Of course, just because lawmakers are talking about a deal doesn’t mean that an agreement is imminent. Negotiators were close to a pact at several points this year only to see the package collapse, and Democrats are unlikely to simply accept Republican legislation on the issue and call it a day. Democrats face a delicate political calculus as well as they weigh the benefits of moving the legislation against the value of using GOP obstruction as a campaign talking point.
The political threat is especially acute for Republicans like Portman and Sen. Mark Kirk (R-Ill.), who will both face voters in 2016 very different from the 2010 tea party wave that thrust them into office. In Ohio, about a third of the state’s unemployed have been out of work for more than half a year, according to Pew. In Illinois, the long-term unemployed make up 41 percent of the state’s jobless.
Democrats quickly seized on Portman and Kirk’s votes opposing a three-month extension in February, suggesting the lawmakers could face the wrath of voters. In a recent survey from the liberal Public Policy Polling, 51 percent said they were less likely to support Portman’s reelection because of his vote; 40 percent said the same for Kirk.
Portman, who has heard concerns from Ohio conservatives, dismissed the surveys as “bogus,” automated push polls that align with Democrats’ political maneuverings on unemployment insurance nationally.
“It shows you about the politics. They didn’t do this in Indiana with Dan Coats, they only chose to do it with a purple state where they can try to make some political hay out of it,” Portman said.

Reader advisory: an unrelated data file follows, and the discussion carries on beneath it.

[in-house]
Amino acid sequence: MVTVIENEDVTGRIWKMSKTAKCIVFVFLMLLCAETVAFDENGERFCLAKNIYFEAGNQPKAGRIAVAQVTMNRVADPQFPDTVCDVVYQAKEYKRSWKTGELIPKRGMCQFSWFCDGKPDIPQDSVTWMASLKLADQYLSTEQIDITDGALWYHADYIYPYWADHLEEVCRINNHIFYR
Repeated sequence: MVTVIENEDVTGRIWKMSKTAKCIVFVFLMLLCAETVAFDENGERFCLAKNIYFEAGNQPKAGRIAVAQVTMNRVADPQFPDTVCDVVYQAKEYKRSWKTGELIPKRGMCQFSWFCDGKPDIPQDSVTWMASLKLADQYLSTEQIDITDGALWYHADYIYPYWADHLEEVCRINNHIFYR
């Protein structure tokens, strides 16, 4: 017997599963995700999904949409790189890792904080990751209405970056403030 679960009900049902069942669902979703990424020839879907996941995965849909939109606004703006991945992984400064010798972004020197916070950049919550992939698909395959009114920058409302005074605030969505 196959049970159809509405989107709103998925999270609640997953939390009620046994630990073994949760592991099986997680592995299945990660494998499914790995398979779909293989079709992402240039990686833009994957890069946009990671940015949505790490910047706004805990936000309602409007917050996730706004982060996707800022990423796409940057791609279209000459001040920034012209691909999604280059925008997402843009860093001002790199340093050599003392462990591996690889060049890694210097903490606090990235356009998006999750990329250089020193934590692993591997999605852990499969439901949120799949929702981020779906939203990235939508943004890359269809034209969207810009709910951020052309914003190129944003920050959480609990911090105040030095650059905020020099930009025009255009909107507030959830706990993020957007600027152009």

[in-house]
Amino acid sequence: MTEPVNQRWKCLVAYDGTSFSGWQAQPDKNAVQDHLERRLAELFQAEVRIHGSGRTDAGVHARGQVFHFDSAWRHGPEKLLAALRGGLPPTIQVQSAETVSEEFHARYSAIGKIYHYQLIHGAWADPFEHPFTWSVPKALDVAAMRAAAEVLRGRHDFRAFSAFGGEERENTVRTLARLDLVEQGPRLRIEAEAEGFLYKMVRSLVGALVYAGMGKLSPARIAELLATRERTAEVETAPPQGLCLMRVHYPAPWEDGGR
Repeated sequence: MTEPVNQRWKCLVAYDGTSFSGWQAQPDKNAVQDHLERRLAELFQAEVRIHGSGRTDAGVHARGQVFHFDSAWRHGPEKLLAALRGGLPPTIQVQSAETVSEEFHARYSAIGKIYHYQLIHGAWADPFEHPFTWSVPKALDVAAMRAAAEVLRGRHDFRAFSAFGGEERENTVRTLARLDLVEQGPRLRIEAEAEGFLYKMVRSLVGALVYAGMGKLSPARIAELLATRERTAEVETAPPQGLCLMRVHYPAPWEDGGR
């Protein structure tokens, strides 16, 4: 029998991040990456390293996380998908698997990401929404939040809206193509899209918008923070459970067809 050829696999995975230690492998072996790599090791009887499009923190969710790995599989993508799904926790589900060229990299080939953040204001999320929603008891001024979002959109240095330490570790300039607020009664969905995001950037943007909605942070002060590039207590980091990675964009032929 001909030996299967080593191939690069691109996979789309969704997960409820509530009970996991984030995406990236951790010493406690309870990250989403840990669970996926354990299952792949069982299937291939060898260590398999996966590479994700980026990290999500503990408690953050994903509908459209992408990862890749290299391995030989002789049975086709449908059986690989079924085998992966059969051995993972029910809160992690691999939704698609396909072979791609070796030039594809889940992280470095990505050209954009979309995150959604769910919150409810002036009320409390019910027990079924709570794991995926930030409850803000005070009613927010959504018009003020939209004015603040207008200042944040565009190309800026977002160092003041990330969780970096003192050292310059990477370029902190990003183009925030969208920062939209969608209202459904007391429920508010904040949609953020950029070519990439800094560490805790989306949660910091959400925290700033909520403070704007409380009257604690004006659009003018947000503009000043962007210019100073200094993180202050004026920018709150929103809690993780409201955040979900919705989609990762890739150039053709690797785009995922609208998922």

If he’s concerned, Kirk isn’t showing it. In an interview, he said his constituents understand he voted against the benefits because he felt Democrats were relying on “gimmicks” to pay for the $6 billion legislation.
“Back in the heartland, I would say either the debt is going up or not,” he said. “Either the trend line for the United States is good or not. I would say that’s the particular difficulty for Washington that people back home would ask you [about].”
An effort earlier this month to reinstate the benefits fell short by just one vote. That push revealed unusual divisions among Republicans. Hailing from above-average unemployment states, Kirk, Coats and Portman voted against the extension, while a trio of lawmakers from lower unemployment states — Lisa Murkowski of Alaska, Kelly Ayotte of New Hampshire and Collins — all voted for the bill, which used pension changes as a pay-for.